Music and the brain
Even ancient civilisations knew of the benefits of music to health and general wellbeing. However it is only in the last few years that technology has been able to show the interaction between music and the physical aspects of the brain.
The extraordinary health benefits of listening to music
In today's world of mass communication we find ourselves bombarded with messages on the latest news regarding what's good and bad for your health and wellbeing. Whether it's a new exercise regime, the greatest detox diet ever or the latest beauty treatment to stop the aging process, there's a seemingly never ending assault on our senses, emotions and bank accounts on ways to look better, enhance our self-esteem and generally feel better about ourselves.
There is however a force for increased health and wellbeing that has been around for centuries, and has been used over the years by many people for a wide range of physical, emotional and psychological benefits.
The power of music
This great health force is music and the benefits derived over the years have been substantial and widespread. Music has been used to relieve stress, improve physical performance and enhance the functionality of the brain in a wide variety of ways.
Different genres and styles of music would seem to provide different types of health benefits and for example, particularly upbeat and rousing pieces of music can influence attitude and behaviour and ultimately performance in a wide range of sporting activities.
The real beauty of music however is that we all have our own preferences and taste in music and just listening to your favourite tracks can have positive effects on our mood, outlook and attitude and this can have a knock on effect in our lives in areas such as work, social interaction and family life. This in turn can prove highly beneficial in areas of improved self-esteem, emotional wellbeing, personal development and a healthy lifestyle.
Listen to music and live longer
It seems incredible that music can help you live longer, but research from the Music Making and Wellness Project showed that an important component of the aging process, the human growth hormone (HGH), was influenced by people learning to play musical instruments. This important study across American universities and colleges showed that the natural levels of HGH, which is a key part of holding back aging conditions such as loss of muscle mass and osteoporosis, increased when people participated in lessons for musical instruments.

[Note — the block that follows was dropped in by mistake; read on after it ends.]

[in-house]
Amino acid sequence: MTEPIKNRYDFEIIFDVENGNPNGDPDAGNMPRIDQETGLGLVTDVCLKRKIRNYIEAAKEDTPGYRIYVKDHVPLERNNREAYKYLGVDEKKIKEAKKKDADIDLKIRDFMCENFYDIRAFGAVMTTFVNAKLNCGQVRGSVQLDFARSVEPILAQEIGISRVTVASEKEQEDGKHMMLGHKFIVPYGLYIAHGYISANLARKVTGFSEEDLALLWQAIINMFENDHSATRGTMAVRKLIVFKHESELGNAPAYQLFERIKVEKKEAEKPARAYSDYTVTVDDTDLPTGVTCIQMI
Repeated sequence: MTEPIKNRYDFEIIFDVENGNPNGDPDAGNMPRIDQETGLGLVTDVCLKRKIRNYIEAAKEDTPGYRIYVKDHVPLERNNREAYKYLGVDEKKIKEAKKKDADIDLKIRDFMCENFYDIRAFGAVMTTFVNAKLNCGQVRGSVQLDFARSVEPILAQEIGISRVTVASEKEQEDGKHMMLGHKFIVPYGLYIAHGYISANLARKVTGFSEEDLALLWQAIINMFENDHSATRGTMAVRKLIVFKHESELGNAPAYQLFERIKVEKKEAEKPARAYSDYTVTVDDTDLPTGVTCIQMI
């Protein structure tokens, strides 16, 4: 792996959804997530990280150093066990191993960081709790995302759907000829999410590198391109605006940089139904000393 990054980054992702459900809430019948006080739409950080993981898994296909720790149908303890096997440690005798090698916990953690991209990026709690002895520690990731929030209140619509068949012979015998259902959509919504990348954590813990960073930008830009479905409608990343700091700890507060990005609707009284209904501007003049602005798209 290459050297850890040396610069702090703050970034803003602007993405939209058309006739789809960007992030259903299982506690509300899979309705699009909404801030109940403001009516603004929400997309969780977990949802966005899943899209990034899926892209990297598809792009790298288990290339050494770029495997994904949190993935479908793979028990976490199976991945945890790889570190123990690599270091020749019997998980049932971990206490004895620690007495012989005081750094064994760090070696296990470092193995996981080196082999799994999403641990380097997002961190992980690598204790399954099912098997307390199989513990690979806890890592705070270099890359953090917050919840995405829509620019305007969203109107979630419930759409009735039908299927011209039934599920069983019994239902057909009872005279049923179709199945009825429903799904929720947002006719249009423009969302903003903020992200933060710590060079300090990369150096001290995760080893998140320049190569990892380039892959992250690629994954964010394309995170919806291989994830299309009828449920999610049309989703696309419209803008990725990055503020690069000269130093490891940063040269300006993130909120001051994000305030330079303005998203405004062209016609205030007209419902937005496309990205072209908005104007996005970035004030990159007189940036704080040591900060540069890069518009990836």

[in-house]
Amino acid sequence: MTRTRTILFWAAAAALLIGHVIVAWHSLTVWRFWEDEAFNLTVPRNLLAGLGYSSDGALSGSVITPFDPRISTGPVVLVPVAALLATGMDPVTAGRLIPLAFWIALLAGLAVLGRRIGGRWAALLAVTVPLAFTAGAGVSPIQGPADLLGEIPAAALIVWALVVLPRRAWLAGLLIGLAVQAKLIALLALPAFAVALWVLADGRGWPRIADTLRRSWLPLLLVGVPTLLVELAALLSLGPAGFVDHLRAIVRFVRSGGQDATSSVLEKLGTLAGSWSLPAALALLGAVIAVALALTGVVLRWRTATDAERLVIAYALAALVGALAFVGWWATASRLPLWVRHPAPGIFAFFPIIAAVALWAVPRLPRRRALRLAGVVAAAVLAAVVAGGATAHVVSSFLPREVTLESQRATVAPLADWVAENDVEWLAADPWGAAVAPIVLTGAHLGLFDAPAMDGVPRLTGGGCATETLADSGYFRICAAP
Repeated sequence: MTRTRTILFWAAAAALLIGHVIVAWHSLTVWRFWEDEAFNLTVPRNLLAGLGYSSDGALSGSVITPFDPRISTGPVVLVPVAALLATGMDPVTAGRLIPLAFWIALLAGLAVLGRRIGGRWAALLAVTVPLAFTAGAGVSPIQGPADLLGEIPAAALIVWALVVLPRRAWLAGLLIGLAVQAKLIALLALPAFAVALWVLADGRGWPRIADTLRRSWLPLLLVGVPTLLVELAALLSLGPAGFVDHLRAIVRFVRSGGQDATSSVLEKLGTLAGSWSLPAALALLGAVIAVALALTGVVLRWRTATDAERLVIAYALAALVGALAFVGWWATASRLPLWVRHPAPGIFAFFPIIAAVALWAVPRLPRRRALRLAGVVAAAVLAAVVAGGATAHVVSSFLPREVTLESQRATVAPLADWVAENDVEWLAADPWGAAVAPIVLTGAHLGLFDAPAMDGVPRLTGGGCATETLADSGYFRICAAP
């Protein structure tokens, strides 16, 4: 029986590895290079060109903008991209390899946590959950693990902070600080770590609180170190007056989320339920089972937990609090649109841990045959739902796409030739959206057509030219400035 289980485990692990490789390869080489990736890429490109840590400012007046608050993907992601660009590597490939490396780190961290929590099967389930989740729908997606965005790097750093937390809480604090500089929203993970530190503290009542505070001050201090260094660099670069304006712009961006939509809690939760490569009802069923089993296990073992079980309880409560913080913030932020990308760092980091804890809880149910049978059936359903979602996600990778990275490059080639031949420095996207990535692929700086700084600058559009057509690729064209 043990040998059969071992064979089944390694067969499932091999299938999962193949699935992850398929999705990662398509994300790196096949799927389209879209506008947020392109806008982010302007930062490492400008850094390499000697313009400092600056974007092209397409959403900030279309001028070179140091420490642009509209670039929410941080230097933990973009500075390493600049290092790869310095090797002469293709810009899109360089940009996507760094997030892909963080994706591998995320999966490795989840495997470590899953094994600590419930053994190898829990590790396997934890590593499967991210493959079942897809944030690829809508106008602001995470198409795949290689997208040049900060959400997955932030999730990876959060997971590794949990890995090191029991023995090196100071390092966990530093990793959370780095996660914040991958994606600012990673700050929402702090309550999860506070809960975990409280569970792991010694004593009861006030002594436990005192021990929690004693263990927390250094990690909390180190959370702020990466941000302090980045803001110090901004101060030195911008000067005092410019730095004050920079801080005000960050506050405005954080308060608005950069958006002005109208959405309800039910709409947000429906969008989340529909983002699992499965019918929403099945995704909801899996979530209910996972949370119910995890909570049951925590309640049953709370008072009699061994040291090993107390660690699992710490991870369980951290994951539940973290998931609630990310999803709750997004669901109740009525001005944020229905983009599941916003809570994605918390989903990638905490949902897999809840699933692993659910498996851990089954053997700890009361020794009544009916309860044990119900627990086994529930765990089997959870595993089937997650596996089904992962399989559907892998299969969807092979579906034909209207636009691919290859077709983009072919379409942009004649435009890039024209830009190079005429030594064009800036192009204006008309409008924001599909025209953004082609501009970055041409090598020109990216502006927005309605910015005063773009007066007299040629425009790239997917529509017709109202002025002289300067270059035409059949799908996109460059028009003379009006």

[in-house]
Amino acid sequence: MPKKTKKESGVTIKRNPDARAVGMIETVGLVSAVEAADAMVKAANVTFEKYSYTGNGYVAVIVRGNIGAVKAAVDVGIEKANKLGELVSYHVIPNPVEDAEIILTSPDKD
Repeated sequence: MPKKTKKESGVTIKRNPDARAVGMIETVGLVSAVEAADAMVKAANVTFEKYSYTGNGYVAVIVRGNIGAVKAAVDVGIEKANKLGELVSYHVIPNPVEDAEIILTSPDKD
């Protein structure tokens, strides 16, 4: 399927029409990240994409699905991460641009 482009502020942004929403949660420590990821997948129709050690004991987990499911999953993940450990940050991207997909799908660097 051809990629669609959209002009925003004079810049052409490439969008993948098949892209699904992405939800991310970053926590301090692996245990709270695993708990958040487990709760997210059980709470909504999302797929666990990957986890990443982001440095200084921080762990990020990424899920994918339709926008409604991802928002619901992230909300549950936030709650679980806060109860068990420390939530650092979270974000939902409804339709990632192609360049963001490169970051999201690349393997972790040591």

Many of us listen to music every day but don’t consider just how much we could be benefiting from it. Our aim is to highlight the multitude of health benefits of both listening to music and playing music and to help relate these benefits to a wider society.
We also like to mention organisations who lead the way in their field and one that we particularly like is Chelsea and Westminster Hospital who were one of the first NHS hospitals to offer music therapy to children. They offer effective music therapy for babies, children and young people with a wide range of social and developmental problems.
Another area where the therapeutic benefits of music can help is in easing the stress and worry that can go with financial problems. Debt and debt related issues can cause serious problems with people’s physical, mental and emotional wellbeing and any therapy that can help people cope in these stressful times is to be welcomed.
In today’s economy many people experience debt problems and current statistics point to the fact that personal insolvency, bankruptcy and debt management plans are prevalent occurrences for a wide range of people across the whole of society. Solutions are important in these situations, but so also is the personal support to identify and implement these solutions.
The financial implications of a debt management solution such as an IVA are well documented but the emotional and psychological effects of having to go through such a procedure are less so even though it can have a major impact on people's mental health, self-esteem and personal relationships.
The ways in which music can help people therefore are wide are varied and we will continue to highlight the many ways in which music can help people in their daily lives.
Plug in your headphones
put your feet up.
Sitting back comfortably with your headphones on is a great way to relax and with a bit of thought you can reap many more health benefits. This applies to everyone but is particularly applicable to the more mature person.
Expose your feet to the elements and let them breathe, place them on a stool or pouffe in a slightly elevated position, move your toes to the beat and you’ve now started to think about the importance of looking after your feet.
Dance and music go very much hand in hand but have you thought about how important it is for dancers to look after their feet. Well the same applies to you.
Don’t let problems start or persist, see a chiropodist on a regular basis and your feet will keep you active and dancing for many years to come.
It’s another component of maximising the power of music.
One of our top charities
Sunbeam's wonderful music for health projects aimed at older beneficiaries is an incredible way to improve the wellbeing of people in residential care homes, day centres or hospice care and fully demonstrates the amazing therapeutic benefits of music. More information at www.sunbeamsmusic.org/music-for-health-projects.htm